Guidelines

Primary Urethral Carcinoma

3. EPIDEMIOLOGY, AETIOLOGY AND PATHOLOGY

3.1. Epidemiology

Primary urethral carcinoma is considered a rare cancer, accounting for < 1% of all genitourinary malignancies [8] (ICD-O3 topography code: C68.0) [9]. In 2013, the prevalence of urethral carcinoma in the 28 European Union countries was 3,986 cases with an estimated annual incidence of 1,504 new cases, with a male/female prevalence of 2.9: 1 [10]. Likewise, in an updated analysis of the Surveillance, Epidemiology and End Results (SEER) database (2004-2016), the incidence of primary urethral carcinoma peaked in the > 75 years age group (7.6/million). The age-standardised rate was 4.3/million in men and 1.5/million in women and was almost negligible in those aged < 55 years (0.2/million) [11]. After matching for tumour and patient characteristics, women present with higher disease stage and exhibited higher cancer-specific mortality [12].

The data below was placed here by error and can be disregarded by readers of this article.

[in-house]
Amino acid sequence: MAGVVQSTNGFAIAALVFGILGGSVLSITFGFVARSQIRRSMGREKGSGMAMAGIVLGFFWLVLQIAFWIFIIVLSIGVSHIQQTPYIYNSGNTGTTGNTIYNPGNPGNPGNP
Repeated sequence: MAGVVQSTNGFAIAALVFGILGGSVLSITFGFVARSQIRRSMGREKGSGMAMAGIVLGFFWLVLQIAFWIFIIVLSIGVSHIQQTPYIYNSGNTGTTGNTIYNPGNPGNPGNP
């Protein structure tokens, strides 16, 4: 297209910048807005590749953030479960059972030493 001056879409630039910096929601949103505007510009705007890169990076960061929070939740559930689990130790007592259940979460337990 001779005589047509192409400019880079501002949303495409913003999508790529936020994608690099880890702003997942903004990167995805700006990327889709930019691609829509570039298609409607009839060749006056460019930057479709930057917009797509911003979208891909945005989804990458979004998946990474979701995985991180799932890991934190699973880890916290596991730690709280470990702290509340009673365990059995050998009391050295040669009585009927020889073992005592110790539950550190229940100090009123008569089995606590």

3.2. Aetiology

For male primary urethral carcinoma, various predisposing factors have been reported, including urethral strictures [13,14], chronic irritation after intermittent catheterisation/urethroplasty [15-17], external beam irradiation therapy (EBRT) [18], radioactive seed implantation [19], chronic urethral inflammation/urethritis following sexually transmitted diseases (i.e., condylomata associated with human papilloma virus 16) [20,21] and lichen sclerosis [14]. In female urethral carcinoma, urethral diverticula [22-24] and recurrent urinary tract infections [25] have been associated with primary urethral carcinoma. Mid-urethral sling meshes have not been associated with an increased risk of primary urethral carcinoma [26]. Clear-cell adenocarcinoma (AC) may also have a congenital origin [27,28].

3.3. Histopathology

Both the Surveillance of Rare Cancers in Europe (RARECARE) project and SEER database have reported that urothelial carcinoma (UC) of the urethra is the predominant histological type of primary urethral cancer (54–65%), followed by squamous cell carcinoma (SCC) (16–22%) and AC (10–16%) [10,29].

A SEER analysis of 2,065 men with primary urethral carcinoma (mean age 73 years) found that UC was most common (78%), and SCC (12%) and AC (5%) were significantly less frequent [30]. In women, AC is the more frequent histology (38–46.7%) followed by SCC (25.4–28%), UC (24.9–28%) and other histological entities (6%) [31,32].